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Lovers of classical music know that Europe is the magical place where the genre was born. Classical superstars like Mozart, Beethoven, Bach, and Brahms composed the gorgeous, intricate music for courts and churches throughout the continent.

What's more, their music has stood the test of time. We’re still familiar with many of their masterworks, including Beethoven’s “Für Elise” and Symphony No. 5 and Mozart’s The Magic Flute. If your bucket list includes visits to the places where these great musicians lived, worked, and performed their music, look no further. We’ve got you covered!

Here are seven places in Europe every fan of classical music should visit.

The Schönbrunn Palace in Vienna, Austria.

1. Vienna, Austria

The undisputed crown jewel of Europe’s classical music scene is Vienna. Several generations of the greatest composers lived and worked in Vienna under the patronage of the House of Hapsburg. These composers included Mozart, who first performed for the Empress Maria Theresa at Schönbrunn Palace. After years of touring, he eventually settled there and married his wife, Constanze, at Saint Stephen’s Cathedral.

But it wasn’t just Mozart who made his mark on Vienna. Beethoven traveled to the city to study under Joseph Haydn (no slouch himself!) and lived there for 35 years. In the city, he kept an apartment at Pasqualati House, where he composed many of his most famous works. He eventually tired of the hubbub and settled outside the city in the verdant spa district of Heiligenstadt, and his rooms there were converted into a museum in 2017. The gorgeous spot outside the city center is easily accessible by tram. There’s even a charming wine tavern just steps away.

But Vienna’s musical heritage doesn’t stop there. You can visit the final resting place of many of these legends by taking a trolley out to the Central Cemetery, where Beethoven, Schubert, Brahms, Strauss, and Schoenberg are interred. Some modern-day music lovers are also opting for plots there for the chance to be buried among their idols.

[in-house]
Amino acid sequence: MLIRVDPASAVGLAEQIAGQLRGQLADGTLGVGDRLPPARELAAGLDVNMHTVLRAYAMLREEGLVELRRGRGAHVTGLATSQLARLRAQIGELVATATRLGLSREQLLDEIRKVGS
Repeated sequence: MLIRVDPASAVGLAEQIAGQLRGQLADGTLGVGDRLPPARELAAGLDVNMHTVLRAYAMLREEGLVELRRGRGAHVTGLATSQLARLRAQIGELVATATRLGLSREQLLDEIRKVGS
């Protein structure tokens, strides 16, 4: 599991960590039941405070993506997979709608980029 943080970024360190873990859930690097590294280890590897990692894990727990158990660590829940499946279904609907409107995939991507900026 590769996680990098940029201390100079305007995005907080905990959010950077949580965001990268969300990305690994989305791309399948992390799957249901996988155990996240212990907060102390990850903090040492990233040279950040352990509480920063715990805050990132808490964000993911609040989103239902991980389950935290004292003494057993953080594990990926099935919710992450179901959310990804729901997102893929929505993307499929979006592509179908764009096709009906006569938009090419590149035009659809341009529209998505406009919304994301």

Consider a curated walking tour of Vienna’s classical music monuments and sights, and get your fill of the city’s music live with a trip to the State Opera House. If you’re looking for an over-the-top classical music experience, consider snagging tickets to a waltz ball during the ball season from January through March. You’ll see just how important classical music is -- even today -- to Viennese culture and high society.

Mozart's childhood home in Salzburg, Austria.

2. Salzburg, Austria

Just a 3-hour drive west of Vienna is the charming UNESCO World Heritage site of Salzburg. Situated on the banks of the Salzach River, Salzburg lays claim to Mozart in a big way. This is the place where the musical prodigy was born, and the rockstar of the genre is celebrated here everywhere you look.

No visit to the town would be complete without a stop at the place he was born and the home where he moved with his family when he was 17 (and by then, well established as a prodigy). Both buildings are now museums that celebrate Mozart’s incredible career and life.

Also, be sure to stop by the Salzburg Cathedral, established in 774. It’s the spot where Mozart was christened and where he played the organ as a small child. As you can imagine, there are concerts featuring his music here year-round, and it’s an absolute delight to listen to Mozart’s masterpieces in the place where he grew up.

Fans of classical music already making the trip to Vienna should absolutely add Salzburg to their itineraries.

Statue of Bach outside St Thomas Church in Leipzig.

3. Leipzig, Germany

Located in the eastern German state of Saxony, the city of Leipzig has more than its share of musical history.

Any music fan’s first stop in the town should be Saint Thomas Church, where Johann Sebastian Bach served as cantor from 1723 until his death in 1750. Here, he composed an enormous amount of baroque music, including both secular pieces and works for worship. Bach is now buried at the old Lutheran church, and the Leipzig Bach Festival, an internationally renowned music event, takes place there every June. Just across the way from Saint Thomas is the Bach Museum, which houses a collection of the composer’s original scores and manuscripts. Visitors can take a look at Bach’s impressive family tree and discover how music played an important role in his family through the generations.